Midnight. If you haven’t found a partner yet, you may as well call it quits. Walking back towards the entrance, I find two of my friends sitting on the gym floor away from the action. One was complaining that the flashing lights were making him dizzy, another just following suit. With nothing else to do, we sit down at the far side of the dance floor and talk. Around this time, a bomb was dropped into our camp. Friend A approaches me with a wide-eyed smile. He pats me on the shoulder and says with enough volume for my other two friends to hear, “I just got head outside the gym.”

He points in the direction of the entrance/exit of the party, where there is a small roped-off area that leads to the bathrooms. At first I don’t believe him, as the area was hardly private enough for such things. Next, I try to recollect what I saw of the girl he was leading in that direction and judge from that. But then I sit and really think about what motive he would have to lie to me. I am not one of his closer friends, and he did not even know the two guys sitting next to me. We were not engaged in any type of game or contest to one-up the other. All in all, his getting head made no difference to me. Which means he was telling the truth. Which was why it did make a difference.

And the reason behind that is Friend A and I are cut from similar cloth. In fact, I might even argue that I have the upper hand as far as physical build goes. Regardless, we are both far enough away from Brad Pitt level that no woman would swoon when either of us walked into the room. They may even want to avoid guys like us. And yet here he stands before us three with a beaming smile. He had something that we didn’t. Here you can go into a flurry of phrases like “aggression” and “confidence” and “benevolent assholery” that try to explain the characteristic that gets a guy sex. Qualifying it is in general a vain act better left for dating advice Web sites. All that is certain is that it’s something internal. In another universe, we three could have that internal characteristic, and be smiling and slapping other guys on the back and crafting the experience into an epic poem. So as much as we all joke about how she probably was diseased or ugly, we are all secretly wishing that we could switch roles and have the same opportunity as he.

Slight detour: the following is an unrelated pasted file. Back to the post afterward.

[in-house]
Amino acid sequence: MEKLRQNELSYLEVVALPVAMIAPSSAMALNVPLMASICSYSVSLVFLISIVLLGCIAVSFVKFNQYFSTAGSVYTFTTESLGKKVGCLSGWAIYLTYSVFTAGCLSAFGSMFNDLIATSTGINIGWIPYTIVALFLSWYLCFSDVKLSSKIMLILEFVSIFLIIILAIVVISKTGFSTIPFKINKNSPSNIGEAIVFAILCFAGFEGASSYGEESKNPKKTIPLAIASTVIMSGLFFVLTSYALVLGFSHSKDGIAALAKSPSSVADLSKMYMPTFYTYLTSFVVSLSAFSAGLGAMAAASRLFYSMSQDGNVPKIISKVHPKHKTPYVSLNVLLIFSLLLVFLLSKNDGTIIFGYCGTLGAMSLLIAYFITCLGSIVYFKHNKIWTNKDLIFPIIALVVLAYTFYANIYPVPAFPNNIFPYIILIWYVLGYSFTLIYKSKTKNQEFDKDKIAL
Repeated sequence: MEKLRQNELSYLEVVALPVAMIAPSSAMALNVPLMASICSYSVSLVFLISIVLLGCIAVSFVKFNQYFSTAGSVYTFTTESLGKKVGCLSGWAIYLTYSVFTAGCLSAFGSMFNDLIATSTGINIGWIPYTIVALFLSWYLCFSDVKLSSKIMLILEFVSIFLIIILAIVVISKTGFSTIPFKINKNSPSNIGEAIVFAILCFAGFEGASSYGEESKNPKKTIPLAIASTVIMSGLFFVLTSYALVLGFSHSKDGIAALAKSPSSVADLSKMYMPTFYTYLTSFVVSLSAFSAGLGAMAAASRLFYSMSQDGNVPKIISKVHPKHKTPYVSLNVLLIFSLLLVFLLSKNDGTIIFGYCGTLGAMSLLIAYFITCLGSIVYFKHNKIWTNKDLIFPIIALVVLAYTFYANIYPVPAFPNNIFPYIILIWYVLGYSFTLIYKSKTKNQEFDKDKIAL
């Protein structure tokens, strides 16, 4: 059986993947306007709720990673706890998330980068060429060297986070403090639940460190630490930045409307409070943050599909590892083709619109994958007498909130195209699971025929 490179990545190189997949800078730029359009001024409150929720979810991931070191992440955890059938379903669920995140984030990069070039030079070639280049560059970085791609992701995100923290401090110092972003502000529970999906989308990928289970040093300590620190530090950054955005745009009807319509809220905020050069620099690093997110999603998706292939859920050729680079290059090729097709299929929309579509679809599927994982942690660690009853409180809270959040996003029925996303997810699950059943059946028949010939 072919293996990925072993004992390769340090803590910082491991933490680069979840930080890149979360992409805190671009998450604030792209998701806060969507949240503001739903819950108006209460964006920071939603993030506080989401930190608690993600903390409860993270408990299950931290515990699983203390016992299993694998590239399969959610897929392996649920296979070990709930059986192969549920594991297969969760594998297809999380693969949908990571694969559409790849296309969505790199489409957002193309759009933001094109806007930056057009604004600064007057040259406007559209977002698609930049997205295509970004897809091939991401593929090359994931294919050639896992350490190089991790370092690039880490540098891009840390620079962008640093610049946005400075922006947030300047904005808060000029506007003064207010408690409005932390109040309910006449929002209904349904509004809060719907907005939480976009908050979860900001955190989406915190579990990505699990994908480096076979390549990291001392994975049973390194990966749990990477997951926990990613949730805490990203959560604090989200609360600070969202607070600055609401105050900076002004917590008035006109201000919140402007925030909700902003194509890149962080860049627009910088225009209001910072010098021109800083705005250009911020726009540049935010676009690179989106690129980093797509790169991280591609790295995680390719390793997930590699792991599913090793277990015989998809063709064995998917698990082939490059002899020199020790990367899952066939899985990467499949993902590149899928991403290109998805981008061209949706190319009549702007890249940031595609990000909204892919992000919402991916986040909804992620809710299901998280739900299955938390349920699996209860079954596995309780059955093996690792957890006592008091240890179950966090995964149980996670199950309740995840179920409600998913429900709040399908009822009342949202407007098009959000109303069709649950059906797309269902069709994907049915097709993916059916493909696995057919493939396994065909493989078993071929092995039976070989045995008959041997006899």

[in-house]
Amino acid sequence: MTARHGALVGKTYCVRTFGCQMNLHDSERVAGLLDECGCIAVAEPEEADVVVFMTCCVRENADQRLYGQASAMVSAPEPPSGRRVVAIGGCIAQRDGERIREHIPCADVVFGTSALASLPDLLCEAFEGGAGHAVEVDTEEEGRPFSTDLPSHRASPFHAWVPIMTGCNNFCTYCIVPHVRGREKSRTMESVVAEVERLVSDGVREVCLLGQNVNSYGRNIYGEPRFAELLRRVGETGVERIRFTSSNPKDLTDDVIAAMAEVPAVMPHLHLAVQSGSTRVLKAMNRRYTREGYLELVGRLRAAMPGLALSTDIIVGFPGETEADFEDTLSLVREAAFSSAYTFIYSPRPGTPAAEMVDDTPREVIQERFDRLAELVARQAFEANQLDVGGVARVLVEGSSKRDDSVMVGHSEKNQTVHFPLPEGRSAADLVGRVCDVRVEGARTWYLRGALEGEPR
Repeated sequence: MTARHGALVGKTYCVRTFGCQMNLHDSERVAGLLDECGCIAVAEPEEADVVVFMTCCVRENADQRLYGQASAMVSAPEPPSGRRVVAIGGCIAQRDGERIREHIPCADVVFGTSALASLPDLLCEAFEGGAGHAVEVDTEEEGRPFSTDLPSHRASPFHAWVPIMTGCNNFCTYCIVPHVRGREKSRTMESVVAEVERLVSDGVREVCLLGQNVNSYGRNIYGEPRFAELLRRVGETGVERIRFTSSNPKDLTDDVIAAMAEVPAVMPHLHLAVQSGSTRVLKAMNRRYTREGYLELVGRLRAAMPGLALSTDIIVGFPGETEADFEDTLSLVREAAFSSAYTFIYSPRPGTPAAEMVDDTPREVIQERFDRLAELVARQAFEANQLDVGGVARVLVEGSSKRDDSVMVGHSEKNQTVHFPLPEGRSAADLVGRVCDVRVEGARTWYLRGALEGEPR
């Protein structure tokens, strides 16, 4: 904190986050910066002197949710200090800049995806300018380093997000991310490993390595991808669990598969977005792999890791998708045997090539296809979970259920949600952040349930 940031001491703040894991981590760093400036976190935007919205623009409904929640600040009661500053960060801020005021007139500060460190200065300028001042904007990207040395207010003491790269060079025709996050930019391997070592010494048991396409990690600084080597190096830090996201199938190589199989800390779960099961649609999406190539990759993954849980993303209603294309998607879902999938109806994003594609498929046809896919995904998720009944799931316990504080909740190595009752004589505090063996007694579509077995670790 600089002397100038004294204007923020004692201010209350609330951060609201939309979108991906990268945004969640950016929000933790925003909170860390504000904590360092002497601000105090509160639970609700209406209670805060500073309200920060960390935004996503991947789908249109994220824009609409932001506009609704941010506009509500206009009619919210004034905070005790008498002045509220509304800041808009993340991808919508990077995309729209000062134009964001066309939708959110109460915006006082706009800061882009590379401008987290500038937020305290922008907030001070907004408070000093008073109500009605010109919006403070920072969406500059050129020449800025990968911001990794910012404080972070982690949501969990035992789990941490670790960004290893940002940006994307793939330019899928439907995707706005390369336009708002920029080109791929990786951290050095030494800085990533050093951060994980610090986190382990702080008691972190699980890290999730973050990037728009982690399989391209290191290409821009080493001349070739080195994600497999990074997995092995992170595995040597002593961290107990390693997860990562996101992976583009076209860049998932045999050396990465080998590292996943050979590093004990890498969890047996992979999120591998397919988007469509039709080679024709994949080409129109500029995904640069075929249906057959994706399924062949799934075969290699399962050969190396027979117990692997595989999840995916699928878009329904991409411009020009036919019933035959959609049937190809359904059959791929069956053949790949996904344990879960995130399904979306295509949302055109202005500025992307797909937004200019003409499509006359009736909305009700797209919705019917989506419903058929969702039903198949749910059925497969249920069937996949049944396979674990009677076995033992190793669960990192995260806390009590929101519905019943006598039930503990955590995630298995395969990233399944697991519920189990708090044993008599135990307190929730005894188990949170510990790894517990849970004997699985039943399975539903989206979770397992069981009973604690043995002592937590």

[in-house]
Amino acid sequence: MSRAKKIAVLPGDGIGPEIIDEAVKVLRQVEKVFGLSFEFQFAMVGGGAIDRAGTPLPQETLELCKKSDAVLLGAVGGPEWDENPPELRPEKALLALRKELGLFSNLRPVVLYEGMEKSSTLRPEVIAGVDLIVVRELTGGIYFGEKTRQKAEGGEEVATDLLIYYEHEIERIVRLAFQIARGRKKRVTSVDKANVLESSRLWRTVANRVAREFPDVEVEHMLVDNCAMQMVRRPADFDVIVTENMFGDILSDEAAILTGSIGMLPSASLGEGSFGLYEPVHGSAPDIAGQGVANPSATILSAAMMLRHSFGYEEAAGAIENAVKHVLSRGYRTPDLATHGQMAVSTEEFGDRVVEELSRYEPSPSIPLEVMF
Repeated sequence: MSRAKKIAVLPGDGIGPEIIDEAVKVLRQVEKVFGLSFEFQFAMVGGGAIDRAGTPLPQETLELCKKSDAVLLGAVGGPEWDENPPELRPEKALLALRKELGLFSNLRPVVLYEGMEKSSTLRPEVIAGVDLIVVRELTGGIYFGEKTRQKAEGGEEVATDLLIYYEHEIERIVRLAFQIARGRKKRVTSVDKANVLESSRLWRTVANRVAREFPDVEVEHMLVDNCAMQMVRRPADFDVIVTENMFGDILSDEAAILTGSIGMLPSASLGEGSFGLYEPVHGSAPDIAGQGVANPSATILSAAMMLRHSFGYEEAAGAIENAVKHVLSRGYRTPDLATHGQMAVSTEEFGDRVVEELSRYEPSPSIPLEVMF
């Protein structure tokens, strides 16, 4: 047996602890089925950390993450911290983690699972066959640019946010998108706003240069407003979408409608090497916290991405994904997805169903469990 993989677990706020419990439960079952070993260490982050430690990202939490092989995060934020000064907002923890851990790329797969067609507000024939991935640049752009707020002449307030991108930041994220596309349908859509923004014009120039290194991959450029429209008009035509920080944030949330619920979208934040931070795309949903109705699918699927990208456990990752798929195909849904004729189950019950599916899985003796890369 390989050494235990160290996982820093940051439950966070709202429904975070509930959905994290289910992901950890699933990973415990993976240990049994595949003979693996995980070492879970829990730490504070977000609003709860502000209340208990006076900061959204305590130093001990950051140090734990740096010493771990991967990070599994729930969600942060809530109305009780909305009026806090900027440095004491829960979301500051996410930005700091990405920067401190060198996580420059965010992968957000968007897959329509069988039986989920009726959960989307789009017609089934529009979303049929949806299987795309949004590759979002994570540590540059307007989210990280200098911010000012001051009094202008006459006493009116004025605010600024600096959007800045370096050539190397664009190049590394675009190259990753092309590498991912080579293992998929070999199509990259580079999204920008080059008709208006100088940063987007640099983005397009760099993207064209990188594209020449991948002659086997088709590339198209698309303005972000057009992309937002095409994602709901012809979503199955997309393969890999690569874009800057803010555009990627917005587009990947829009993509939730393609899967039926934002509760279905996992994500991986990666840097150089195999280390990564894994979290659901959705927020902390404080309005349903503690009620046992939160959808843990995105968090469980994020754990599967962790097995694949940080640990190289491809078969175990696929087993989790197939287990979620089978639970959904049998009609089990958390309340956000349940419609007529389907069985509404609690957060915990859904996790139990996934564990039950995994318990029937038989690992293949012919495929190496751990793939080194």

Note the word “opportunity.” Most of the guys there might even turn down the offer, the whole act being too risky. Frankly, sex isn’t really the goal of guys at Tower Court. It’s vindication: proof to yourself (and maybe peers) that you are capable of attracting a mate. Proof that you’re not a loser. Take Friend B, who politely declined his dance partner’s invitation to spend the night. Why did the jealousy extend to him, and why did we bust his balls for not taking advantage of the situation instead of welcoming him into the circle of the empty-handed? Because he had won, and we had to knock him back down to our level.

Then maybe there is a game going on at Tower Court. Not “Get Ass,” but a college social game to prove one’s masculinity, and thus outdo the others around you. Pay ten dollars to gamble your self-confidence in the hope you can double it. The bigger the pot, the bigger the winner you are. And if that’s all true, then it would give Friend A reason to lie, bringing me back to square one a little more confused and a lot more frustrated.

Game over

A group of us leaves the party around 12:30 a.m. and head home with a minimal amount of conversation. I reach my room and put on Frank Zappa’s “The Meek Shall Inherit Nothing” for a mood piece and start writing. A few minutes later, Friend C walks in the room with a large smile that soon turns into a look of surprise when he notices I’m in here, too. He introduces a female “friend” he met at the party. As I learn more about this freshman, I shoot him the look that very clearly says “not now and not ever on my couch.” After they leave, I hit the save button, turn out the lights, and climb into bed a little earlier than usual. I had experienced enough for one night.

It appeared this year was going to be very much the same.